Fifteen YearsOctober 15, 2012
He is coming home after fifteen years.
They told me he was coming. A million times since then, I have repeated the sentence to myself. I have said it flatly and whispered it to myself with breathless excitement. I have tempered it with every different shade of emotion there is in the universe. I am greedy, it is true. I want to multiply the taste of that sentence and suck it dry of sustenance. You can’t blame me. I have wandered the desert sands of my arid inner land for fifteen years..!
The last time he spoke to me was fifteen years ago. I mayn’t remember simple everyday things, but I remember that day as if it were yesterday.
I wish I could dramatize the day. I wish I could say something like, “I knew something terrible would happen the moment I woke up that morning.” But I can’t. It was a perfectly ordinary day. The dawn was as breathless as it always is at that time of the year. The sun was an intense ball of deep orange creeping cautiously above the horizon playing peekaboo with early risers. The birds warbled musically as is their wont. The air was still with a nascent winter chill. God was in his heaven and all was right with the world.
The day that followed was ordinary. Towards late afternoon though, minor events began to pop up randomly one by one. They were discrete events… unconnected… unconnectable. With hindsight, when one puts all the pieces of the jigsaw together, one marvels the infernal genius of the universe to so precisely unleash such a precise sequence of events. Their nuances exactly right, their pressures counterbalanced exquisitely to the last fluid ounce of devastation.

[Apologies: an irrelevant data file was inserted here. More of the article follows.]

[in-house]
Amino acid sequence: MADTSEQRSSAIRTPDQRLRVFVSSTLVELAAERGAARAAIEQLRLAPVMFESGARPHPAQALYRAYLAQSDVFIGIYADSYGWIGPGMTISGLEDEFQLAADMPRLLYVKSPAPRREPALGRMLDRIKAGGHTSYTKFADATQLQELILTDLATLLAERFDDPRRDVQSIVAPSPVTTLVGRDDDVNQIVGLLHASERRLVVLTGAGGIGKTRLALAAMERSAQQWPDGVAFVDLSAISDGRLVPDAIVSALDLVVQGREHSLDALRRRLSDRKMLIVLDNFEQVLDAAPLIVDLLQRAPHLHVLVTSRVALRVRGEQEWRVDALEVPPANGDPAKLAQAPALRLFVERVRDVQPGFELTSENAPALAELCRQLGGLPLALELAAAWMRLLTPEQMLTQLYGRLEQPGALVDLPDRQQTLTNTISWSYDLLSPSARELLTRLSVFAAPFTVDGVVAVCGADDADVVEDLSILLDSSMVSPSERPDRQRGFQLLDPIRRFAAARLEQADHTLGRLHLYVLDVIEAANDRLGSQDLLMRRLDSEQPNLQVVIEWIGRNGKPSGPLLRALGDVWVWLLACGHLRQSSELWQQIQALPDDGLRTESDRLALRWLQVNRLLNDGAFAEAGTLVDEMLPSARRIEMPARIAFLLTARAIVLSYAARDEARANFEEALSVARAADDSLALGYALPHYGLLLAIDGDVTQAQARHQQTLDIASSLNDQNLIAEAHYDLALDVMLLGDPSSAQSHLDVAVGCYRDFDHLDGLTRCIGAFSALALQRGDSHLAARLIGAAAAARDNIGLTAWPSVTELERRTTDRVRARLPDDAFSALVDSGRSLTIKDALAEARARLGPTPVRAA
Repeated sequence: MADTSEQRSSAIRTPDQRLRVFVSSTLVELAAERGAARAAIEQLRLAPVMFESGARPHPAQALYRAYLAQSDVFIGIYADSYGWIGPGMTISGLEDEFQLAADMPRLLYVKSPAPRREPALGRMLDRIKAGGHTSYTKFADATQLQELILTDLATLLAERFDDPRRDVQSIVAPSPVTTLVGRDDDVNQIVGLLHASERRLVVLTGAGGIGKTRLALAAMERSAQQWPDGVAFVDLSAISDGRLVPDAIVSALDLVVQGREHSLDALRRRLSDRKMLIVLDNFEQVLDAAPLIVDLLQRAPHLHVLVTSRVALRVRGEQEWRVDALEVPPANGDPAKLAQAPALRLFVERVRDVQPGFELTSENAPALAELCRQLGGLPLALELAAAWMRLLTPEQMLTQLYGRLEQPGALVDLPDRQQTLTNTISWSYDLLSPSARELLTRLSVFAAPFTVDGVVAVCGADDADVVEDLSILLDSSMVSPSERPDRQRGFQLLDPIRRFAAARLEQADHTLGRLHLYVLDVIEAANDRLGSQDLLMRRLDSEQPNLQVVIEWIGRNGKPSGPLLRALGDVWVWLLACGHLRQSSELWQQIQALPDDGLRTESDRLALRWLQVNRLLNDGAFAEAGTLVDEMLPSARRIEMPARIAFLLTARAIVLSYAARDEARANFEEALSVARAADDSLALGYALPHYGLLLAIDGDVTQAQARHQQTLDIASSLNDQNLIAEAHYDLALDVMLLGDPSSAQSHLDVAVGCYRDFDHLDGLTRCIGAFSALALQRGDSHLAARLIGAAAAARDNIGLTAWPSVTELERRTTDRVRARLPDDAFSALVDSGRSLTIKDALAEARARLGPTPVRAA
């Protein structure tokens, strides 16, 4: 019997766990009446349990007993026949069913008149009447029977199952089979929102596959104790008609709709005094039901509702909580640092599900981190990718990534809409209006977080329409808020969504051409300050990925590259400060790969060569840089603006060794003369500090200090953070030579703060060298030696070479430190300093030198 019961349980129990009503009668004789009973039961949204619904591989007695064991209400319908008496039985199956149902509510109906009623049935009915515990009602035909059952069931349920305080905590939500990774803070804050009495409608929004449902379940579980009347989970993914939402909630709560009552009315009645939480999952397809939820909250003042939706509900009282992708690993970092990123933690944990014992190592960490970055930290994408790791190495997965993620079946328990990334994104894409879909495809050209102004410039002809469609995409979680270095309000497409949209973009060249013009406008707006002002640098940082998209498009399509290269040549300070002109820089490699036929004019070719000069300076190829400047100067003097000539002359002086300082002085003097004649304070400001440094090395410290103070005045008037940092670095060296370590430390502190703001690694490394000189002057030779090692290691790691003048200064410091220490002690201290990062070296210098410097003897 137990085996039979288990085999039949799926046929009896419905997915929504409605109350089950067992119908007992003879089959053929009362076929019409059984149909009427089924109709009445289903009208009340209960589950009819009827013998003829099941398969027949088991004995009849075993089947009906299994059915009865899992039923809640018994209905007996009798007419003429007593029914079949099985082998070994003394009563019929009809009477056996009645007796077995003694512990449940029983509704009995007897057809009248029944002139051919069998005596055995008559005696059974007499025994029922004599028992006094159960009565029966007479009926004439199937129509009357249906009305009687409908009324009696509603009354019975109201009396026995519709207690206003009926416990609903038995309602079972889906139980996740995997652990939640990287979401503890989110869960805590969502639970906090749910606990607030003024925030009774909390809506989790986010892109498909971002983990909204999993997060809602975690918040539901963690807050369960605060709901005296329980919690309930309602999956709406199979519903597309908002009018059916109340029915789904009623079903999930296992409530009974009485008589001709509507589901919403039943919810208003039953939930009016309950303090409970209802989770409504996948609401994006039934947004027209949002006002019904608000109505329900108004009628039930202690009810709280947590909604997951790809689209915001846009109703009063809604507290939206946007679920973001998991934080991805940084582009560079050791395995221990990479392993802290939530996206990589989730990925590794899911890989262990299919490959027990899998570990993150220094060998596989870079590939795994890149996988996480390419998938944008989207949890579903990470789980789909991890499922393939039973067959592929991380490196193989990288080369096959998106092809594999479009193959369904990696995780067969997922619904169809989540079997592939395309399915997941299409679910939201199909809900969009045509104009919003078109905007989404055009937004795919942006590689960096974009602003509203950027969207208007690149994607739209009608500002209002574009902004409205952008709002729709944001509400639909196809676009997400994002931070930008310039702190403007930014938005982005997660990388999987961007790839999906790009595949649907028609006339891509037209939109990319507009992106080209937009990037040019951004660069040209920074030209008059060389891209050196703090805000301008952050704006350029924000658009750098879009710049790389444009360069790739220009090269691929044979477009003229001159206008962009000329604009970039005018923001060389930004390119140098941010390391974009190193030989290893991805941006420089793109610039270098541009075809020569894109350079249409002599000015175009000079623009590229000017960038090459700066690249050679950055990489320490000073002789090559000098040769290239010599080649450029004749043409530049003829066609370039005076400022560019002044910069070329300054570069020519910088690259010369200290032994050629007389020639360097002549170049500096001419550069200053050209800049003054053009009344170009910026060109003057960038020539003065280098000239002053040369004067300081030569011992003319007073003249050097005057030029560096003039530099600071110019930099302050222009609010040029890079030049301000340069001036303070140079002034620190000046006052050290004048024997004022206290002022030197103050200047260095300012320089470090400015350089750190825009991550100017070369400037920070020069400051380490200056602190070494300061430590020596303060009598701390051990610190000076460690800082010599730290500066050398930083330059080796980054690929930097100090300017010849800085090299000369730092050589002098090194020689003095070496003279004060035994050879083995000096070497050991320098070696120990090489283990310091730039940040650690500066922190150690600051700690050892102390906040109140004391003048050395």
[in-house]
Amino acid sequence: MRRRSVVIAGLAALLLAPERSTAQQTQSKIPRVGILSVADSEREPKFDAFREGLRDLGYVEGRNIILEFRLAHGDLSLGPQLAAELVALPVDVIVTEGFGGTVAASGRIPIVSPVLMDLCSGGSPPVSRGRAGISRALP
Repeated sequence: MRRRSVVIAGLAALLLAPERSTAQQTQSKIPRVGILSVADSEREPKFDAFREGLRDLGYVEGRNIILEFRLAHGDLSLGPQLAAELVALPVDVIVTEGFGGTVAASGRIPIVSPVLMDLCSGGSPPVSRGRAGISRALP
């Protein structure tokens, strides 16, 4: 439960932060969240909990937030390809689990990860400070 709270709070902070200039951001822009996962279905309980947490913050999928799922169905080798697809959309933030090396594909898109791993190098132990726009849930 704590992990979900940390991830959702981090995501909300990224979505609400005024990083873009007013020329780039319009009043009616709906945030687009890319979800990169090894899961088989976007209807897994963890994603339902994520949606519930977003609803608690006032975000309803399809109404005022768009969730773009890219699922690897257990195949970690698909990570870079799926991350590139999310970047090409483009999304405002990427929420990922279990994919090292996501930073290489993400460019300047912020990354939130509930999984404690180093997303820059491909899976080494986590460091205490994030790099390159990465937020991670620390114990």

Something silly happens at work and nearly wipes out over seven months of work. While you are madly trying to slap on the darning patches to repair the cloth ripping apart with a sensuous malevolence, a key member of the team quits over a personal crisis. Then came the deluge of unseasonal rain settled in for the night making you long for the safety of Noah’s Ark.
Disaster began to gather momentum when I emerged from my office at seven. I found the roads flooded and remembered that taxi drivers were on a two day strike.
By the time I reached home two hours later, feet screaming with the agony of burst blisters on soggy skin, the disaster had turned into a tumultuous mountain river, foaming whitely, unstoppable. In all the years since that unseasonable twilight fifteen years ago, I have asked myself just one question. What could have saved a precariously tied raft, already much damaged by repeated and callous mistreatment, when thrown in that wild torrent? What indeed?
Fifteen years of guilt- ridden, self- flagellation has zeroed me on only one answer. The answer was inevitably steeped in the sombre hues of hindsight. And the answer is this: I should never have let the tiny drops of disaster merge. I should have killed the tiny monsters when they were little. I shouldn’t have let that river of devastation happen. Yeah. I should have been God.
The weight of all the SHOULDs, added to the chains of IF ONLYs succeeded in keeping me tied to the stake of my guilt. It made the punishment so much easier mete out.
He was all of seventeen that evening. He, my son, the only solace of my widowed existence.
For endless, weary months we had been engaged in a silent duel with each other. He sparred with me using his wild, irresponsibleness as a lethal sabre. My pleas and and reproaches had been shred to threads. I was at the end of my tether. The raft made of our love for each other was falling apart, the ropes shred to rude bits.